GOSHEN — Two years after learning of significant financial troubles at the Goshen Housing Authority, the agency’s board finally got a firm view of the financial picture through 2010 Thursday.
The audits of 2008 through 2010 “certainly confirmed what most of us here, all of us, believe may have occurred,” said Wayne Kramer, a recent addition to the board. “Accounting was certainly suspect, and that’s pretty obvious,” he said.
The audits of three years’ worth of financial activities at the agency is the latest step — a major one — in getting the housing authority back on track. It’s not the last step, though.
The audit didn’t get to the level of determining exactly where and when money was misspent and whether there was criminal wrongdoing, or just poor management.
Those answers would require a forensic audit, according to housing authority board members, and the agency doesn’t have the money to pay for one.
“Because there is suspected misuse, fraud, waste and abuse here, a forensic audit would bring more of that (information) to you and more concrete numbers,” said Pam Simpson, the auditor. She pointed out personal charges made by former employees on housing-authority-issued credit cards and expenditures for dog food, cat food, magazines and even cellular telephones for family members of former staff members. She also found that payroll advance loans to employees ended up skirting tax withholdings, and she found a suspicious loan for $6,000 from a contractor and a suspicious check to former director Bob Brenneman, an amount that went through six or seven accounts.
Since the authority doesn’t have the cash to pay for a forensic audit, they plan to ask the Indiana State Police about the status of their criminal investigation into some of the expenditures. No charges have yet been filed.
The police already turned the case over to the prosecutor’s office for possible charges.
“It’s still under review,” said Ed Windbigler, chief investigator with the Elkhart County Prosecutor’s office. “It’s quite lengthy. There’s a lot to it,” Windbigler said.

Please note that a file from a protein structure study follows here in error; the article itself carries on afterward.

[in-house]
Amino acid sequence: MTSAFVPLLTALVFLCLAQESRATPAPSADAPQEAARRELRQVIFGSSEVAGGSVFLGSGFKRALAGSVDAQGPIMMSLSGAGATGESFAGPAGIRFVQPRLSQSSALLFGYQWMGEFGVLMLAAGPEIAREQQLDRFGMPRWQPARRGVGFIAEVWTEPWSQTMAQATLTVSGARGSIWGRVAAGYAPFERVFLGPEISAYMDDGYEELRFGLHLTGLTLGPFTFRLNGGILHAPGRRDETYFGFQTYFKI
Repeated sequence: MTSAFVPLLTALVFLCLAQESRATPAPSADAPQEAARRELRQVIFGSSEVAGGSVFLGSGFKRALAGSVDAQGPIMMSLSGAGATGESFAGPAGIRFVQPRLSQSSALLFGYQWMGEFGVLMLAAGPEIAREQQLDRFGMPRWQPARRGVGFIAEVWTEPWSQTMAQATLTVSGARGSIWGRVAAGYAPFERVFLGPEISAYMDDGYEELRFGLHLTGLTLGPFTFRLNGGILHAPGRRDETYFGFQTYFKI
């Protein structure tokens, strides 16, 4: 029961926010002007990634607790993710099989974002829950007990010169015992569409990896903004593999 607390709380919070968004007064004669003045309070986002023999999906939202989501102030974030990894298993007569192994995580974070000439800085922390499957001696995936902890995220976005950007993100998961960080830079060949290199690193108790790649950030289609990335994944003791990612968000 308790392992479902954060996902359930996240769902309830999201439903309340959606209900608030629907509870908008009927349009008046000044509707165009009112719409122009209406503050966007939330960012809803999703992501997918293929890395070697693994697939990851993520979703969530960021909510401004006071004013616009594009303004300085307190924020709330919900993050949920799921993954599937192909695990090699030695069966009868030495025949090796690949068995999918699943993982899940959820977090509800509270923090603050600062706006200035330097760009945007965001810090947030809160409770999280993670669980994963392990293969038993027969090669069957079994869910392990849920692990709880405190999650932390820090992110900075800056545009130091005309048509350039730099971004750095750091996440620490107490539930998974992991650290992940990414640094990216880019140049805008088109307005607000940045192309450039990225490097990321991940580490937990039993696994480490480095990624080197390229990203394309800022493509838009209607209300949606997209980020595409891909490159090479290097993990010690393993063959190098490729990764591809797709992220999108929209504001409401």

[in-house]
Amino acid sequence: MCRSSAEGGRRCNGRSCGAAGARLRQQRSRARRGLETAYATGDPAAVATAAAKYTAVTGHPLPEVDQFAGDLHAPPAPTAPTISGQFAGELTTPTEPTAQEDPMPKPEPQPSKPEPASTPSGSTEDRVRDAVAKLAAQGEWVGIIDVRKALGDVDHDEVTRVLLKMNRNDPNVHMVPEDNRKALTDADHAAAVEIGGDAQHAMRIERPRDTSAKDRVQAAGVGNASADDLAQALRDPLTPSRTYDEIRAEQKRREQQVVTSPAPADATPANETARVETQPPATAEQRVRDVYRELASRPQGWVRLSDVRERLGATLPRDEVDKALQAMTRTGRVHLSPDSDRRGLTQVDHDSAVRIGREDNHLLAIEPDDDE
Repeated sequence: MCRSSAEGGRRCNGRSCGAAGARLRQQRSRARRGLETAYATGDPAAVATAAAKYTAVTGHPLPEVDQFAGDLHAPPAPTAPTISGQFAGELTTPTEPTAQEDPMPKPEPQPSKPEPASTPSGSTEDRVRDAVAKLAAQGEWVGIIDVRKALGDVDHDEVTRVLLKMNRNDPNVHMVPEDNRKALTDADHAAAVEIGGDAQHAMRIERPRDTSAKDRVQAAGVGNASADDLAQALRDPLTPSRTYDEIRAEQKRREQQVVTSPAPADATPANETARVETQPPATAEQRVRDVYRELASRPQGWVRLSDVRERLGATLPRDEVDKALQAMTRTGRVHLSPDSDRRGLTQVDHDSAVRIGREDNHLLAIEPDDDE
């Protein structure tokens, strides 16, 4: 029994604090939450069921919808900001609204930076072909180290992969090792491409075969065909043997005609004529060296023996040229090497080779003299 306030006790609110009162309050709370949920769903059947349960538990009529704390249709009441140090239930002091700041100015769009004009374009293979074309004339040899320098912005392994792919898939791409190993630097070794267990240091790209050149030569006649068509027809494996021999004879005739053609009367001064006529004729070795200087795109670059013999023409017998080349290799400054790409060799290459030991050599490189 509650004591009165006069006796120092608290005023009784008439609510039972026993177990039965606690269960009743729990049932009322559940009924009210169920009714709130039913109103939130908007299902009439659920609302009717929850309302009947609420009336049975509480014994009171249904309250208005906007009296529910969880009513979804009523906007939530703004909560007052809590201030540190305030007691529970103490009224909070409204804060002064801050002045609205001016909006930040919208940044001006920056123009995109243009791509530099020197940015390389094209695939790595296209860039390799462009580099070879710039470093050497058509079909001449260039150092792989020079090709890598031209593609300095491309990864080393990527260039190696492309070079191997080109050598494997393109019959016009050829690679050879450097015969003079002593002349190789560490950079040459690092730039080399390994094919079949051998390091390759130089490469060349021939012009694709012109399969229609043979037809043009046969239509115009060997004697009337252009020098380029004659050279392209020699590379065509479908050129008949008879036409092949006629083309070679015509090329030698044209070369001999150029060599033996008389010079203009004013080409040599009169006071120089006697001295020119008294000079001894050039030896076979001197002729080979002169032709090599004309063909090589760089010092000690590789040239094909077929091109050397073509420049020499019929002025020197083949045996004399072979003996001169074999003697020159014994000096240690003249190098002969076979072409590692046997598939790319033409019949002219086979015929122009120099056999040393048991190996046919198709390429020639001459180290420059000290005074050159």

Prosecutors are looking at the case for possible theft charges, but no decisions have been made, he said. “It’s very complex,” Windbigler said.
The housing authority board is also contemplating asking the federal Office of Inspector General to look into the finances to see if federal prosecution might make sense.
The board learned two years ago from the U.S. Department of Housing and Urban Development that there were serious financial problems with the Goshen Housing Authority.
The board fired the executive director and took on a much more hands-on management role. The board, which has changed members completely over the last several years, started selling off assets, including the agency’s headquarters.
Last year the board entered into a joint consortium agreement with the Warsaw Housing Authority, and both operate out of headquarters in Milford now.
Earlier this year HUD called in $571,000 in missing funds, meaning the housing authority either had to cut its housing-assistance voucher program or raise the money. After much controversy, the Goshen City Council agreed to keep the program running by paying the balance of what wasn’t raised privately. The community reached out and donated more than $90,000 to help the program.
The housing authority board has already made some of the changes Simpson recommended, but she suggested formal, written internal controls on bookkeeping and applying those to the agency’s software, and separating out accounts.
The way the books were handled through 2010 showed “a significant number of problems,” Simpson said.
In 2010, the authority overspent its administrative funds by more than $333,000 and raided housing voucher funds, Simpson said. “You still had money, but you were using it improperly according to HUD guidelines,” she said.
The agency tried to move to a “paperless” office, but botched scans of many financial records, Simpson said.
Four members of the Goshen City Council and the mayor attended the housing authority’s meeting, and all expressed appreciation for the audits.
They agreed with the board that taxpayers need an explanation, but the trick is deciding whether the explanation comes from state or federal criminal investigations, or whether the housing authority pays for an audit or files lawsuits.
Kramer said, “even lacking criminal action, there is civil action that could be taken to recover this cost to taxpayers.”